Recently, scientists have been touting "liquid wood," a bizarre new material which some think could become as ubiquitous as plastic. Ford, eager to burnish its green credentials, took notice: One of its research wings in Germany has just inaugurated a three-year, $1.4 million program to figure out if liquid wood can be used in their car interiors and engines.
"Liquid wood" might sound like something Lex Luthor would use to choke the planet, but the innovation's chief allure is green. Also known as Arboform, it was first invented by researchers at the Fraunhofer Institute for Chemical Technology. Basically, it's comprised of any stray bits of wood—including wood and paper waste—that's combined with fibers and wax. The mixture starts as a thick sludge that can be poured and injection molded, just like plastic. But unlike plastic, liquid wood isn't made of any petroleum byproducts, and it doesn't contain a stew of toxic compounds (such as phthalates). The material's main component is discarded wood, which the paper industry throws away every year, to the tune of millions of tons. At the end of the product's lifecycle, it can then be recycled up to five times. Researchers claim that it's virtually carbon neutral.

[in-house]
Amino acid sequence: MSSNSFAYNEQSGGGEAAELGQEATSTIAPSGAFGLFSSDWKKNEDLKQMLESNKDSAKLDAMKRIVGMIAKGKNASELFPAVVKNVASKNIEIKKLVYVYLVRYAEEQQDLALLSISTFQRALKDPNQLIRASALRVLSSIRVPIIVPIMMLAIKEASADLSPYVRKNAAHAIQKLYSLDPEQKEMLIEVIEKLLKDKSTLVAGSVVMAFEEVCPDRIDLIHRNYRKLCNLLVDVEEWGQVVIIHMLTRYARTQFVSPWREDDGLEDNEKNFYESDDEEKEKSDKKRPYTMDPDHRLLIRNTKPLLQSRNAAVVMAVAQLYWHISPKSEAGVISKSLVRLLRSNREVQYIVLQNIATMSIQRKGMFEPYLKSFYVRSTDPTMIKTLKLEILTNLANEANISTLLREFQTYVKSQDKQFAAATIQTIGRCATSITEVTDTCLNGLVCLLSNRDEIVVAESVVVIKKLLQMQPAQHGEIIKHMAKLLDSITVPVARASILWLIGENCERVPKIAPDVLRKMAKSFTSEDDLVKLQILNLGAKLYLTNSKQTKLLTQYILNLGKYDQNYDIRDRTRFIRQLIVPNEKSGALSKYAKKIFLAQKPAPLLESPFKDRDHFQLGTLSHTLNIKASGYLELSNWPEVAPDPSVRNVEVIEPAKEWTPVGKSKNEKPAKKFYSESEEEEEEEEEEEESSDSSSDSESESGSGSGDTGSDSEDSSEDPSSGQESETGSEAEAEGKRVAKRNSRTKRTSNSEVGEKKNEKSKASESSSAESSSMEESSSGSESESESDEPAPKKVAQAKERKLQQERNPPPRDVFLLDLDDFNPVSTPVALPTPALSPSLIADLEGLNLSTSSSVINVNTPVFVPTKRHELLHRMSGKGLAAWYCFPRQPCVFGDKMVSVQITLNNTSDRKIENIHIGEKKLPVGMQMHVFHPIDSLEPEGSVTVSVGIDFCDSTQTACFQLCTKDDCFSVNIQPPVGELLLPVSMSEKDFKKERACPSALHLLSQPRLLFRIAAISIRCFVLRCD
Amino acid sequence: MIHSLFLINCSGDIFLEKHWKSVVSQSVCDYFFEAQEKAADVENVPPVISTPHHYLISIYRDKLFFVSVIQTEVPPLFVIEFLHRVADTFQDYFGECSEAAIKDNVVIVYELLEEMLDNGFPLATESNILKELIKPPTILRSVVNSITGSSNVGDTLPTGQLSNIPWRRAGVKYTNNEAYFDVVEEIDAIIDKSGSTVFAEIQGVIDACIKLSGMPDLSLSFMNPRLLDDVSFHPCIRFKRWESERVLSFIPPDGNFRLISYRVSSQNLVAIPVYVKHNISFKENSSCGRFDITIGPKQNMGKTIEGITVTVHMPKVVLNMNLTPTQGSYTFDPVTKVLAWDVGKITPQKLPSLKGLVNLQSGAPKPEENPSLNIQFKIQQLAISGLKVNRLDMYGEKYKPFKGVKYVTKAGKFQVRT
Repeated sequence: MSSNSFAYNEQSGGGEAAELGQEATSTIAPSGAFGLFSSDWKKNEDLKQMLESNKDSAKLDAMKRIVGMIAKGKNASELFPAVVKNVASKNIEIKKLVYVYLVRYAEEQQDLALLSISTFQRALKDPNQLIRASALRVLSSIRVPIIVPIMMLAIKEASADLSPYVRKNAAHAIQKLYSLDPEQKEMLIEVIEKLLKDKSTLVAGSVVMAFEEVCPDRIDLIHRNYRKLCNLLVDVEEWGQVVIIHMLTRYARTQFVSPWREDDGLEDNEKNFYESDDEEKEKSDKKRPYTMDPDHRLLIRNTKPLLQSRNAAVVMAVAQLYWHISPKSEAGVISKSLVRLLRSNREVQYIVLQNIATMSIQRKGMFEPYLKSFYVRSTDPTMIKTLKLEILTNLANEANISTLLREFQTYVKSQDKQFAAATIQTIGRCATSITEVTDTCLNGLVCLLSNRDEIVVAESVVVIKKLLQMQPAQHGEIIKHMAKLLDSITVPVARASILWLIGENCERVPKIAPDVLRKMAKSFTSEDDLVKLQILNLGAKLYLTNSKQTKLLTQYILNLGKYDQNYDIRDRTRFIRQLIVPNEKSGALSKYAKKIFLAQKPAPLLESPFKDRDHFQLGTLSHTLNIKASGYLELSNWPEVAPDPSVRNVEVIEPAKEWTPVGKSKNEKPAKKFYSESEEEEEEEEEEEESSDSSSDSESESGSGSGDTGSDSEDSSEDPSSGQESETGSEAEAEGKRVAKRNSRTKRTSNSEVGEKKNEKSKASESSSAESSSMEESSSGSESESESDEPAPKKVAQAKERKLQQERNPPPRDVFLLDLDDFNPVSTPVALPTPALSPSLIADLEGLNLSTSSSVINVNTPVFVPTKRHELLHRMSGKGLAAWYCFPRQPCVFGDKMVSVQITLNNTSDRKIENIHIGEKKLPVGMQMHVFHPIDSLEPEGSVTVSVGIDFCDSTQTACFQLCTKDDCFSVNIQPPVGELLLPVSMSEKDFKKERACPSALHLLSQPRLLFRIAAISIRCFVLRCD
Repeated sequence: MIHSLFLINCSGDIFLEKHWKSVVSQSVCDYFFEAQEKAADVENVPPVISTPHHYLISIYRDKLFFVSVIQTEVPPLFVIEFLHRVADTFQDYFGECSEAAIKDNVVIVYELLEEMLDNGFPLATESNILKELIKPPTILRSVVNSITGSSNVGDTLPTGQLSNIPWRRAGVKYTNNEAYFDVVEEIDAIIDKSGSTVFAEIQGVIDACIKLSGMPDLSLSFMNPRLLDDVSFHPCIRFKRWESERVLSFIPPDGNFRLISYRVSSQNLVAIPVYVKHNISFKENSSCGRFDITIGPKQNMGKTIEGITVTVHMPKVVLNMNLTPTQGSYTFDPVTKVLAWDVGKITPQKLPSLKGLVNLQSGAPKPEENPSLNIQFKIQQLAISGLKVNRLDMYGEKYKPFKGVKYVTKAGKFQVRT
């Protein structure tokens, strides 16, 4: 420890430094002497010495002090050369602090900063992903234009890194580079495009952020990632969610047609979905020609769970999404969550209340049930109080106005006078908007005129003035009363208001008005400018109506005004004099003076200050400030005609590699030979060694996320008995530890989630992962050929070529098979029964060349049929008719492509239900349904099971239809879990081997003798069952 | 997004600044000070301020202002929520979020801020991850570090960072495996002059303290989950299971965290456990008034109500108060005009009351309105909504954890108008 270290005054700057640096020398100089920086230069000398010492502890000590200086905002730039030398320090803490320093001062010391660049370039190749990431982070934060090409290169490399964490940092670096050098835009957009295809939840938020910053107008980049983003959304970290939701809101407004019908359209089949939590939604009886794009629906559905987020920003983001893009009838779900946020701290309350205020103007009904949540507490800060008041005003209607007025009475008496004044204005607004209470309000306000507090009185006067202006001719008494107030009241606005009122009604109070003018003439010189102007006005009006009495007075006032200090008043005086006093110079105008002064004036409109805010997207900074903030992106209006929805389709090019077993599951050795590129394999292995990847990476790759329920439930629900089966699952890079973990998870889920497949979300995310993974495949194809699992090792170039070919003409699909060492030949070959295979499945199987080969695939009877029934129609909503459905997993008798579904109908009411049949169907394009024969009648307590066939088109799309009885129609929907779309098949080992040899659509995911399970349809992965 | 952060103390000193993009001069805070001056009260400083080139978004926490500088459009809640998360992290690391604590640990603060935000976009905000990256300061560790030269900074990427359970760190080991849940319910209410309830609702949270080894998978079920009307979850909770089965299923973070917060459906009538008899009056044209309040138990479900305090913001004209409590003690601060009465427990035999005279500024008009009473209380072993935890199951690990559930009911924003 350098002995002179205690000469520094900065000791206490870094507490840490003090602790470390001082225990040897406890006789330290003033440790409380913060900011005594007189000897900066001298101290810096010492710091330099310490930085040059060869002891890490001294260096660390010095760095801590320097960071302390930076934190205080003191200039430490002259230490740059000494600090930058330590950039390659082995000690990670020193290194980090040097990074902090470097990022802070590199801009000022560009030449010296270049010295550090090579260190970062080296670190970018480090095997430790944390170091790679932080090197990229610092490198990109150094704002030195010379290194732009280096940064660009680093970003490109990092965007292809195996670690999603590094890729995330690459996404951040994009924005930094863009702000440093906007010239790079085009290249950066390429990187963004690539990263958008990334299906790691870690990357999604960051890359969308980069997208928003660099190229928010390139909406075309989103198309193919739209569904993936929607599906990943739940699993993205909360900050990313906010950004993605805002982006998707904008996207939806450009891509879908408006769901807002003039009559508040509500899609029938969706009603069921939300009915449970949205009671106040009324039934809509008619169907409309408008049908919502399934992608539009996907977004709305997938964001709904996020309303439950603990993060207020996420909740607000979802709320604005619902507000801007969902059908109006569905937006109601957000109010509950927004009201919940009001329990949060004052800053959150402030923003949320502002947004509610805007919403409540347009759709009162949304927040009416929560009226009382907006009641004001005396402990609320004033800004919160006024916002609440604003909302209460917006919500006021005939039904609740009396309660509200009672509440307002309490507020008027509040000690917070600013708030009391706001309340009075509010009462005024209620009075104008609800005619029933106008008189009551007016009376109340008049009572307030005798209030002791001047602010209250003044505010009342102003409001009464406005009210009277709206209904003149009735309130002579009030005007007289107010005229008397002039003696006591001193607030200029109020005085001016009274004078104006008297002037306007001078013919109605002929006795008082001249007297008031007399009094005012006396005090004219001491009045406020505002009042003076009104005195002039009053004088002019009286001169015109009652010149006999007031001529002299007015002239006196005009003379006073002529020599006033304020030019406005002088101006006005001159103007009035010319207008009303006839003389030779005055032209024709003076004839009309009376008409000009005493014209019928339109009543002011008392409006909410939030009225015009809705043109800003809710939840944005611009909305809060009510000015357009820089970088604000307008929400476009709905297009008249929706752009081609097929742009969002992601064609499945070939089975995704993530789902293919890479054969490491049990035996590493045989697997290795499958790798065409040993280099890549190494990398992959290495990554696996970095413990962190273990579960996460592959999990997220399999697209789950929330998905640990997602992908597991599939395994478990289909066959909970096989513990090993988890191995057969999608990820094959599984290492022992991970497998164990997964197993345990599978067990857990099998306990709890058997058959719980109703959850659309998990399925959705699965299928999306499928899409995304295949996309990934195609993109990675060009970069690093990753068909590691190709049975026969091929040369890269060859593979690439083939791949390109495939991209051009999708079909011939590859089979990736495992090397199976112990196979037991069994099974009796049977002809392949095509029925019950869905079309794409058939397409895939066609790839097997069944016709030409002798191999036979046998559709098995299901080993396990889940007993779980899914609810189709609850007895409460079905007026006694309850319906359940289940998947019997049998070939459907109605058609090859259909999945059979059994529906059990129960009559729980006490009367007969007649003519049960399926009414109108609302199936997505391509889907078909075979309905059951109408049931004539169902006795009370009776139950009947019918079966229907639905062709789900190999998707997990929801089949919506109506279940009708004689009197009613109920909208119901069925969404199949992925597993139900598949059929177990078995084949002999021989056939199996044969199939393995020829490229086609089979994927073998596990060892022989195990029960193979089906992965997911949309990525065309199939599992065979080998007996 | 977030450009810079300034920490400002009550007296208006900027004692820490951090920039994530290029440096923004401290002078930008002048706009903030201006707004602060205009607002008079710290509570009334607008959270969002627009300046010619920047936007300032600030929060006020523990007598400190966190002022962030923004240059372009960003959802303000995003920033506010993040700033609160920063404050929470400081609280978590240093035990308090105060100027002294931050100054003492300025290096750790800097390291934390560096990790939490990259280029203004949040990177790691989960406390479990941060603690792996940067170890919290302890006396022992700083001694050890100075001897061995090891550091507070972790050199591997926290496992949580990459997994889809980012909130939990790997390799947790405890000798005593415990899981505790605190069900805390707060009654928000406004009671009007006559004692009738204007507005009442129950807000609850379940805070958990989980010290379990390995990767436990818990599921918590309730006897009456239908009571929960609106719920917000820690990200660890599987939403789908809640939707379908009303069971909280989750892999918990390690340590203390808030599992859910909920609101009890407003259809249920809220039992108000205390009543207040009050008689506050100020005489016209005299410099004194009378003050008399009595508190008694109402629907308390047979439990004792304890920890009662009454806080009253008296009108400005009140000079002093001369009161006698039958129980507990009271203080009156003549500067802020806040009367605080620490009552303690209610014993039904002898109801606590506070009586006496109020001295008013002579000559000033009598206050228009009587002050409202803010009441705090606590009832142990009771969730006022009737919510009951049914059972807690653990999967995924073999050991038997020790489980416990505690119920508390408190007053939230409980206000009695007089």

Ford already claims that is uses some 290 parts derived from renewables, such as cotton, hemp, and jute fibre. Patchouli? Not yet. Until then, bring your own.
[Via press release]